Damon: 'I'm still the same guy'


Damon: 'I'm still the same guy'

BOSTON Johnny Damon sat in the visitor's dugout at Fenway Park before Thursday night's game against his former Red Sox club, mohawk intact and sleeveless t-shirt that read, "There's no safety on these guns," with arrows pointing to his arms.

Since his final season season with the Red Sox in 2005, Damon hasn't changed at all. He even pointed that out himself.

"I'm still the nice, big-smiling guy who still enjoys what he's doing," he said before leading off and playing left field for the Cleveland Indians on Thursday night.

Like his previous returns to Fenway, Damon expects to hear some boos. He also expects some to remember that he was a major part of the Red Sox first championship in 86 years.

"I think there's fans out there who do cheer for me and who do really enjoy what I've brought to the table here," he said. "But fans are going to boo me. I think Reggie Jackson said it best, 'Fans don't boo nobodies.' And they know that I can go out there and do some damage and help my team win.

"I get booed everywhere, so, I'm used to it. I've been loved and hated everywhere, but I'm still the same guy."

Damon signed with the Indians in April. He's gone 5-for-30 with zero home runs and two RBI in eight games (all in the month of May). That's a .167 average. And he admits he's not swinging the bat well. So right now, 3,000 hits seems like a tall task, even just 272 hits away from the milestone.

"If it happens, it happens," said Damon. "With the way I'm swinging the bat right now, it'll probably take a good 10 years."

Damon doesn't know where that 3,000th hit will take place, if it does happen. But he doesn't seem to be ready to call it quits anytime soon.

"I was sitting at home, staying in shape, hitting every now and then," he said, while acknowledging that he never was approached by the Red Sox. "But yeah, I was ready to answer anybody's call. I knew if I sat at home for a little bit longer, I just may not leave. But I didn't want to have any regrets. And when they called me, I thought about it for a couple of days. And then I jumped on it. I didn't want to sit around a year from now, saying what could have been or should have happened."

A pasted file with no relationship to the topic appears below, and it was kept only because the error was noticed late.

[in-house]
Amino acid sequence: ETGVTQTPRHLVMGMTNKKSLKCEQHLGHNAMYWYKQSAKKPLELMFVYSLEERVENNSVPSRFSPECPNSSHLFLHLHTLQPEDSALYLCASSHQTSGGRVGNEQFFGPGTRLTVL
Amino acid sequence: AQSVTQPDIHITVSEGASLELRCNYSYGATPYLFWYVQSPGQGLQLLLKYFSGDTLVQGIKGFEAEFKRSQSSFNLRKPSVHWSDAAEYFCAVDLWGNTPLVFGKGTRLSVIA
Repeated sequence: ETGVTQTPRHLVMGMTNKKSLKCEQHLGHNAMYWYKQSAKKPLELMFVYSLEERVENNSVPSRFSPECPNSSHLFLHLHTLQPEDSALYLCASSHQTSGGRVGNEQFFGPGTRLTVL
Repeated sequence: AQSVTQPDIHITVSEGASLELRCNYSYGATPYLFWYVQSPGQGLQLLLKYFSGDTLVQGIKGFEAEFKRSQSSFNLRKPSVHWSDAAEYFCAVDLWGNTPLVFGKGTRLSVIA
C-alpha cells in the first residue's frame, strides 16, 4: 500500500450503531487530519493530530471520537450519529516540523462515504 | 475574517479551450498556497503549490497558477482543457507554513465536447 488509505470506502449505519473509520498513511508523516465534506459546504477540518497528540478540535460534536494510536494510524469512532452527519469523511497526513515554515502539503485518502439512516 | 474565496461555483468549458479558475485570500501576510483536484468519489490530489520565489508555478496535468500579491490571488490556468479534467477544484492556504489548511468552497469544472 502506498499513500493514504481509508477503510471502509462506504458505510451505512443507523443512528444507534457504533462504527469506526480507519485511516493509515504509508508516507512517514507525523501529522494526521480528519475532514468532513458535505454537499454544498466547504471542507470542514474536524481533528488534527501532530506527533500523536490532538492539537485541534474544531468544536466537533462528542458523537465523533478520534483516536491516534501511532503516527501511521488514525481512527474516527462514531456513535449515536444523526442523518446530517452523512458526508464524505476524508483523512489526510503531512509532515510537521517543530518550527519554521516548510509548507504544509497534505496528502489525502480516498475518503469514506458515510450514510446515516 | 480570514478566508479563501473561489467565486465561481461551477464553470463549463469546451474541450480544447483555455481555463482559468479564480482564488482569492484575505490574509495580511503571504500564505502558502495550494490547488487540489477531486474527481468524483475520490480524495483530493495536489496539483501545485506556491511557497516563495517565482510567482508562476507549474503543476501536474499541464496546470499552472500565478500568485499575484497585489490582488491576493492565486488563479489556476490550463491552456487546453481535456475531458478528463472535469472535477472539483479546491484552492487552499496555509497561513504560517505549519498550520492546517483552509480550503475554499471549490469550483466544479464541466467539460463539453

Damon said he was never approached by the Red Sox about a contract for this season. And while he reminisced before Thursday's game, he also said that playing for Boston felt like a long time ago.

"It seems like it's been a while," said Damon. "We're on seven years now? Yup, seven, and it seems like a long time ago. I know a lot of players that have come and gone since then.

"It's strange, especially since I left this team and how many more teams I ended up playing for. I never really envisioned this, on my seventh team now. But you've got to do what you've got to do. I wanted to keep on playing, and playing brought me to Cleveland this year. And hopefully we can keep playing well. And hopefully I can get my bat going."

Damon's Indians enter the series with a two-game lead over the Detroit Tigers for first place in the American League Central. Their 17 wins is five more than what the Red Sox currently have in the win column.

He said he's not surprised with the way the last-place Red Sox have started, because he knows they'll turn it around in a 162-game season.

"They're notoriously a slow-starting team," said Damon. "Everybody knows they're a good team. They just have to find their way. Hopefully it's not during this weekend. But, they have talent there. So, it's just a matter of time."

As for the rest of his time with the Indians, Damon knows that once Grady Sizemore returns from back surgery in June, there will be a battle for playing time in the outfield. He hopes he can improve his .167 batting average before then, so that he won't be on the outside looking in.

"Hopefully I'm doing well enough so I can warrant to still get some playing time and play. But I also know the dynamic that Grady Sizemore does bring. And we'll really have to wait and see. I'm sure if I'm hitting like I am right now, there's really not too many places to go.

"But that being said, when Grady does get in the mix, I think it can be a nice rotation. Right now, I'm playing a lot out there . . . When Grady does get here, it will be interesting to see what happens."

WORLD SERIES: Kluber and Perez lead Indians to 6-0 win over Cubs in Game 1